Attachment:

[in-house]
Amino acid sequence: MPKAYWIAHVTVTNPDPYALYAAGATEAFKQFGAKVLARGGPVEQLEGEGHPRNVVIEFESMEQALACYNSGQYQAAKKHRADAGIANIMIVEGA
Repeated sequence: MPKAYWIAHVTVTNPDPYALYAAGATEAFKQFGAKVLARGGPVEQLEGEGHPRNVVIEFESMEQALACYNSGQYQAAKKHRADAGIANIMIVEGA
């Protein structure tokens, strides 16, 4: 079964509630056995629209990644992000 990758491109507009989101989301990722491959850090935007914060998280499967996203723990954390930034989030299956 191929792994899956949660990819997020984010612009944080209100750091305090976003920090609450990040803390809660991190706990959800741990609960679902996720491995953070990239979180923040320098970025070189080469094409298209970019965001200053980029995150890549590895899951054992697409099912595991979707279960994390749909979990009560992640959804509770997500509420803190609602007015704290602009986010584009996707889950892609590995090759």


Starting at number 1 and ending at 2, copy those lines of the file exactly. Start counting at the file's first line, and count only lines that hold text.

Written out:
[in-house]
Amino acid sequence: MPKAYWIAHVTVTNPDPYALYAAGATEAFKQFGAKVLARGGPVEQLEGEGHPRNVVIEFESMEQALACYNSGQYQAAKKHRADAGIANIMIVEGA